Best wedges for consistency

For this test, our consistency metric examines the repeatability of the carry and total distance numbers throughout the test.

BEST SELECTION: TaylorMade MG3, Forged PXG 0311, Tour Edge Exotics EXS blade


  • The leader in the category TaylorMade MG3 in the top 10 for all of our consistency metrics. Its category rating of 93.8, was 4.2 percentage points higher than the runner-up in the category.
  • the Forged PXG 0311 Keil excelled on shorter strokes, where he was at the top on most of our partial swing metrics. It wasn't quite as impressive on full strokes, but for those who need help with the green, something about that 0311 just works.
  • the Tour Edge EXS blade was again impressive for Konstanz. It struggled a little on the shorter strokes, but was incredibly consistent on full turns.

Best wedges for wet conditions

Even though spin retention was included in our spin score, we thought it would be interesting to take a closer look at spin retention (the percentage difference in spin rates between 50 yard dry and 50 yard wet strokes).

BEST SELECTION: PING Glide Forged Pro, Cleveland RTX, Fourteen RM4


  • First, that's not a typo – spin rates for that PING Glide Forged Pro actually wedge increased by more than five percent when wet. In fact, 15 of our 20 testers saw the launch angles decrease and spin speeds increase when moisture got into the Glide Forged Pro. It may sound absurd (and we certainly don't think adding water will create more spin in most situations), but there are conditions where the combination of Spinloft values ​​and the appropriate coefficient of friction can increase spin rates. We find one by chance. Don't think too much now. We will examine this phenomenon in more detail in a future article.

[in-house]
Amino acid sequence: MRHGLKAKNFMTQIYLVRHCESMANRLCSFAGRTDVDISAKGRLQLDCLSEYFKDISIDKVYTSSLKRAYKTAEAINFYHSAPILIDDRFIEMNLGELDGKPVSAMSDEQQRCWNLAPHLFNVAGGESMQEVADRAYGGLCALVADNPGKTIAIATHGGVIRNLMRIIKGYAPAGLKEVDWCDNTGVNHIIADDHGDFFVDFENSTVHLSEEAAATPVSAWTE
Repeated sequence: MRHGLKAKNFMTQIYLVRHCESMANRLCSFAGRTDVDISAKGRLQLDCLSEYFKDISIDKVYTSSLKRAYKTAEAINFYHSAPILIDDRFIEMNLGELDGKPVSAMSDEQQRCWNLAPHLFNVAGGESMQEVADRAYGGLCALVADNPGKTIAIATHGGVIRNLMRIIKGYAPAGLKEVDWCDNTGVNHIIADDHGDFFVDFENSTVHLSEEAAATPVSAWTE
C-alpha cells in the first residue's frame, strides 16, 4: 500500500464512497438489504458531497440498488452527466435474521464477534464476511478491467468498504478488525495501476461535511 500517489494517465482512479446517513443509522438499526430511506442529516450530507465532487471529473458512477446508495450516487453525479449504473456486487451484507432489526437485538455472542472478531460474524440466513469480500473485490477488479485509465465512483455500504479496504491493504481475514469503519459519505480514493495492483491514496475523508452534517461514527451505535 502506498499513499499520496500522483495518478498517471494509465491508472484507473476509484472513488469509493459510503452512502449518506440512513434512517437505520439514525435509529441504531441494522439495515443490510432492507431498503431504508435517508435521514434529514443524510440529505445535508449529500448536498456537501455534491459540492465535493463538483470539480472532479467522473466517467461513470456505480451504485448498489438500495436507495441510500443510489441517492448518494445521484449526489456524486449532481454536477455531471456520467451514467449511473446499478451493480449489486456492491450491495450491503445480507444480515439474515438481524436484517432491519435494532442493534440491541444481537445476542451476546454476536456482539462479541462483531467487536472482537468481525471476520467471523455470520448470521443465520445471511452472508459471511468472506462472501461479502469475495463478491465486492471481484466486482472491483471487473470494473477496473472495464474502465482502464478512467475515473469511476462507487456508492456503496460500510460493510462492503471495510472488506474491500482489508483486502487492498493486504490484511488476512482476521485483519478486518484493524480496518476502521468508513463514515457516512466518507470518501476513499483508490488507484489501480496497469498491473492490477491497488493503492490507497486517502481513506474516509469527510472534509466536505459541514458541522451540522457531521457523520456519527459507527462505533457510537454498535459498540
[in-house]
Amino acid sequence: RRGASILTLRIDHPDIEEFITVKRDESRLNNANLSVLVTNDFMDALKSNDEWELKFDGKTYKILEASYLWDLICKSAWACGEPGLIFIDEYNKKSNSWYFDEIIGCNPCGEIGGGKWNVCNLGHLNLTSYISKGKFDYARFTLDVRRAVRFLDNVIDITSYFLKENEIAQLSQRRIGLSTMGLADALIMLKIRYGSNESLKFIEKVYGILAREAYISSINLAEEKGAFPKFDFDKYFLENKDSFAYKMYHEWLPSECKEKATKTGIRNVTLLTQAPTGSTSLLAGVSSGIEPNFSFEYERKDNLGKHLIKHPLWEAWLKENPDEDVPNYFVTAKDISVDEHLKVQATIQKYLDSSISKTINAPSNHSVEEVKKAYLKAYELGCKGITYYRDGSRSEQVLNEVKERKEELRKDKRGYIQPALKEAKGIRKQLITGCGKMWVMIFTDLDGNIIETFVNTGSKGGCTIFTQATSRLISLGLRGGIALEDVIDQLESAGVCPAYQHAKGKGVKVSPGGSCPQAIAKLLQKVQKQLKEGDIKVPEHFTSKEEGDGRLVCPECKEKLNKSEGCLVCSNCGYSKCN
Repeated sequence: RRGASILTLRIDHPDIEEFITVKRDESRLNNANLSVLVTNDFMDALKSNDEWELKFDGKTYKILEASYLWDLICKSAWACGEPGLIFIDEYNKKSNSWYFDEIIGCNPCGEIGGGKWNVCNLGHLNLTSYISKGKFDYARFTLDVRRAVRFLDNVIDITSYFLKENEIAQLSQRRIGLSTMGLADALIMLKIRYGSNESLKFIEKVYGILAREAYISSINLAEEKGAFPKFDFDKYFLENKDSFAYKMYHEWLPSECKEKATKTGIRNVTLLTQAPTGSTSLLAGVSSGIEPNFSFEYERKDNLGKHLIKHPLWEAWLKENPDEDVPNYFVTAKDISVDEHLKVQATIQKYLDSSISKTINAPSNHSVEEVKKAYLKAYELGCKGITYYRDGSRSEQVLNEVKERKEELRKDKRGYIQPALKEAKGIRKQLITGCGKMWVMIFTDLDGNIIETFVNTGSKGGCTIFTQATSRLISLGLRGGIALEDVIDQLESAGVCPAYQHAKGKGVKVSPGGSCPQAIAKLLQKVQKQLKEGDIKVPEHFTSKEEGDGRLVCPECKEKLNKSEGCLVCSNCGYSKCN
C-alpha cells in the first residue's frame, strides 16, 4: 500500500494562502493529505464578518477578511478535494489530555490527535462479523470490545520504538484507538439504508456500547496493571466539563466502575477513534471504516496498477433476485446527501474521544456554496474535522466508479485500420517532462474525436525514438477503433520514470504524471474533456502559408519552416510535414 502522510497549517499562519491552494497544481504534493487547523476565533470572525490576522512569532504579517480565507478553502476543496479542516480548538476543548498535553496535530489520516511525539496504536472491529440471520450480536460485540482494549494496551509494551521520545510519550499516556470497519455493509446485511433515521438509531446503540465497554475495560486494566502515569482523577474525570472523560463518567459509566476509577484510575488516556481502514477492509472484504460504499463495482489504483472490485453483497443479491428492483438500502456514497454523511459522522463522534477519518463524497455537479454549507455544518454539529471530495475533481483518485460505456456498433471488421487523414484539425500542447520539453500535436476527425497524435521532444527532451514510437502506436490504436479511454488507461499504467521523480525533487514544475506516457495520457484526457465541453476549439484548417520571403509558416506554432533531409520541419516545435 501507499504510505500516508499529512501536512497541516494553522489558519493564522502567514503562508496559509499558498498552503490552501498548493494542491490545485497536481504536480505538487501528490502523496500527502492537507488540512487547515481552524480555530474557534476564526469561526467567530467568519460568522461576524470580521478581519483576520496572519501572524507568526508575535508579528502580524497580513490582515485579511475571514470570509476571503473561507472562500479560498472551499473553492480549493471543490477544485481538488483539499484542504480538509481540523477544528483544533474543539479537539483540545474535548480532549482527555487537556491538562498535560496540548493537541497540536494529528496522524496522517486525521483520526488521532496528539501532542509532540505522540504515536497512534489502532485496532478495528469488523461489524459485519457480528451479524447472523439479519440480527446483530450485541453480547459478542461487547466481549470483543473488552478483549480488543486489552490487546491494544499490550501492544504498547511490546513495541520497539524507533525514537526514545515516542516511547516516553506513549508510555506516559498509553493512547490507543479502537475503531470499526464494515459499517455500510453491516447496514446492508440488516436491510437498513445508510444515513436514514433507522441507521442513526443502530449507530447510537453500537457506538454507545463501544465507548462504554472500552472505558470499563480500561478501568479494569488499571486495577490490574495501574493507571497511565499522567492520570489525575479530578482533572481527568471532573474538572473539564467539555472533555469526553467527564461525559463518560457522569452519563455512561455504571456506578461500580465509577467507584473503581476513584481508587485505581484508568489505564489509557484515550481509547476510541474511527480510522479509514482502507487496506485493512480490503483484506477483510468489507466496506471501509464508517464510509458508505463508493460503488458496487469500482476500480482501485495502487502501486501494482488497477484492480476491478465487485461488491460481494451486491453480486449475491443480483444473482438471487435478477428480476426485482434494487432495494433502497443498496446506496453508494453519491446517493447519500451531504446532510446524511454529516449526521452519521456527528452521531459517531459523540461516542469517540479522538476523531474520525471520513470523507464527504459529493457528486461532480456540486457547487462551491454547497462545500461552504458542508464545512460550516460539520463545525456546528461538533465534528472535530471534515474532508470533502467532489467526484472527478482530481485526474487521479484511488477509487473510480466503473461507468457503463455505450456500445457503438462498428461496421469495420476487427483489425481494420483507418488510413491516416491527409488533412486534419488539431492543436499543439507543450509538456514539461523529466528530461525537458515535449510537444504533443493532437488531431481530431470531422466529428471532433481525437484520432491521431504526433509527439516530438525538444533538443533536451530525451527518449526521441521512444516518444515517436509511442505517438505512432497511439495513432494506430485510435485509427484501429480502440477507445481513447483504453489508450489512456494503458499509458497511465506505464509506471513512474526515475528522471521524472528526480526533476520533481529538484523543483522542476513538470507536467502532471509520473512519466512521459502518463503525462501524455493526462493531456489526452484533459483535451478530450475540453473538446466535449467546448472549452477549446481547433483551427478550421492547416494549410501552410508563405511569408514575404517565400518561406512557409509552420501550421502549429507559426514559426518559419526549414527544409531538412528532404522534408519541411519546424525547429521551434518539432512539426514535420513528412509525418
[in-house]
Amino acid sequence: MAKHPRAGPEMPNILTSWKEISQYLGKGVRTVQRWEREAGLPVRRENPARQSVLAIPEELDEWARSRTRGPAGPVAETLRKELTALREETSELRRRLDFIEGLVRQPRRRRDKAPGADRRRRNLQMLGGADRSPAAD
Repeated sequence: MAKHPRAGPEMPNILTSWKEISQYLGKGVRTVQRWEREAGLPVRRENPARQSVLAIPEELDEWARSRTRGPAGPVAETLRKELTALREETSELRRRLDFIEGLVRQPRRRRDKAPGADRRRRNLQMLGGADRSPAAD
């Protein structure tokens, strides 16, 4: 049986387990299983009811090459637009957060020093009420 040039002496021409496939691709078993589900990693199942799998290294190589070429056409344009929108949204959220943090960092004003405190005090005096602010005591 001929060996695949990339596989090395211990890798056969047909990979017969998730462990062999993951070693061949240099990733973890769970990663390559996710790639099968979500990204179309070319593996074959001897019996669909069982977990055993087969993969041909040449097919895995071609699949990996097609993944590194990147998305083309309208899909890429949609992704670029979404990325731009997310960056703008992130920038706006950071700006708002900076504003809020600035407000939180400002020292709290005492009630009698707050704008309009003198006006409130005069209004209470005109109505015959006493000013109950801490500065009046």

• Throughout the test, seven models maintained more than 85 percent of their spin rates when wet. You are the PING Glide Forged Pro, Cleveland RTX, Fourteen RM4, Vokey SM8, Mizuno T22, Cleveland CBX full face and TaylorMade MG3.
  • Five wedges – the Wilson rod model, New tri-weight level, Classy SMS, Kirkland signature and Cobra KING snakebite – lost more than 40 percent of her 50 yard spin when wet.

Wedge Buying Considerations

In addition to our performance data, there are other factors to consider when buying a new wedge.


Usually the gap wedge is the first “special wedge” in the bag. We recommend no more than six degrees from your pitching wedge, but for many golfers four degrees is the ideal number. As the lofts have become stronger throughout the bag, the once common progression from 52-56-60 is increasingly being replaced by 50-54-60. Most golfers rarely hit their highest loft wedge with full strokes, so widening the gap between the sand and lob wedge and choosing an option that gives you more versatility on the green is worth considering.